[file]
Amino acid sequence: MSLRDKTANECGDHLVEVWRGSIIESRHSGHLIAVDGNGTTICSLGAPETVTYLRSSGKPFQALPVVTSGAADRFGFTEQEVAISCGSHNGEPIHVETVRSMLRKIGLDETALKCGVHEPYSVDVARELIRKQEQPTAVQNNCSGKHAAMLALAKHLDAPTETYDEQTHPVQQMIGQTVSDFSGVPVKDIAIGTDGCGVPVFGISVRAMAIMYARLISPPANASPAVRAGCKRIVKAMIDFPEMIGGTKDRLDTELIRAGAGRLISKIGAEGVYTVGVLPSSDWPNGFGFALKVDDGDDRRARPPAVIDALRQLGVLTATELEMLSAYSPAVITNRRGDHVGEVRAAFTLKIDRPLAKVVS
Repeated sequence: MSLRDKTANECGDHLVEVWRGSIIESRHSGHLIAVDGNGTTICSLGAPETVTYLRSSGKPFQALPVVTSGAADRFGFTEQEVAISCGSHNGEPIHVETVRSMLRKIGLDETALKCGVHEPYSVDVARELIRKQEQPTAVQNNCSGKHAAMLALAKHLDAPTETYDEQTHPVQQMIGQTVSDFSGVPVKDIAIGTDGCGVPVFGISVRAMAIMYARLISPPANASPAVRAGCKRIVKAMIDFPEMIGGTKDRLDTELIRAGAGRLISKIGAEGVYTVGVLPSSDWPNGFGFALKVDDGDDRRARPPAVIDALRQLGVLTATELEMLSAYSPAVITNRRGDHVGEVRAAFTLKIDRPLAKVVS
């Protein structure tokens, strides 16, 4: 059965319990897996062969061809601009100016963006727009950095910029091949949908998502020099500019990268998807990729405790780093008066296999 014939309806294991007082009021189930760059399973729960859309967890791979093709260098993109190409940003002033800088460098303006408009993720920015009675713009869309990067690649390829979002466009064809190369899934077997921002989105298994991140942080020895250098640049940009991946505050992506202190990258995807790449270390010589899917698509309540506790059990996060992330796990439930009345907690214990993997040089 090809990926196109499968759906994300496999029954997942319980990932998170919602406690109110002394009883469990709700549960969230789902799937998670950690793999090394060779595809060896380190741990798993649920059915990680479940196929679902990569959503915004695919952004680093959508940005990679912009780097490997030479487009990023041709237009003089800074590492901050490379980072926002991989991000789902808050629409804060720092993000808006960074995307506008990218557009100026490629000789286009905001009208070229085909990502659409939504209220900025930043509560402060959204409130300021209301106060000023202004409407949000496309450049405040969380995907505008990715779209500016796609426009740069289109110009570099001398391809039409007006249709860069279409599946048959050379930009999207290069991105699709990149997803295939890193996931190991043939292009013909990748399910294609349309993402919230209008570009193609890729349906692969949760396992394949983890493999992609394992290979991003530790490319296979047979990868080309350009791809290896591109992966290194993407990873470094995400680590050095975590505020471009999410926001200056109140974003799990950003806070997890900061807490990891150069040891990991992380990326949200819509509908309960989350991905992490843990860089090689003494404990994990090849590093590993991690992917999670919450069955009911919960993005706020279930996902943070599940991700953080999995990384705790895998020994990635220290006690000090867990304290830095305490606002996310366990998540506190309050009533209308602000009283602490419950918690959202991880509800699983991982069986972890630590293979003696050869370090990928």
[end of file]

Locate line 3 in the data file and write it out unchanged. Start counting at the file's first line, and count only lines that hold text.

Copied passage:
């Protein structure tokens, strides 16, 4: 059965319990897996062969061809601009100016963006727009950095910029091949949908998502020099500019990268998807990729405790780093008066296999 014939309806294991007082009021189930760059399973729960859309967890791979093709260098993109190409940003002033800088460098303006408009993720920015009675713009869309990067690649390829979002466009064809190369899934077997921002989105298994991140942080020895250098640049940009991946505050992506202190990258995807790449270390010589899917698509309540506790059990996060992330796990439930009345907690214990993997040089 090809990926196109499968759906994300496999029954997942319980990932998170919602406690109110002394009883469990709700549960969230789902799937998670950690793999090394060779595809060896380190741990798993649920059915990680479940196929679902990569959503915004695919952004680093959508940005990679912009780097490997030479487009990023041709237009003089800074590492901050490379980072926002991989991000789902808050629409804060720092993000808006960074995307506008990218557009100026490629000789286009905001009208070229085909990502659409939504209220900025930043509560402060959204409130300021209301106060000023202004409407949000496309450049405040969380995907505008990715779209500016796609426009740069289109110009570099001398391809039409007006249709860069279409599946048959050379930009999207290069991105699709990149997803295939890193996931190991043939292009013909990748399910294609349309993402919230209008570009193609890729349906692969949760396992394949983890493999992609394992290979991003530790490319296979047979990868080309350009791809290896591109992966290194993407990873470094995400680590050095975590505020471009999410926001200056109140974003799990950003806070997890900061807490990891150069040891990991992380990326949200819509509908309960989350991905992490843990860089090689003494404990994990090849590093590993991690992917999670919450069955009911919960993005706020279930996902943070599940991700953080999995990384705790895998020994990635220290006690000090867990304290830095305490606002996310366990998540506190309050009533209308602000009283602490419950918690959202991880509800699983991982069986972890630590293979003696050869370090990928």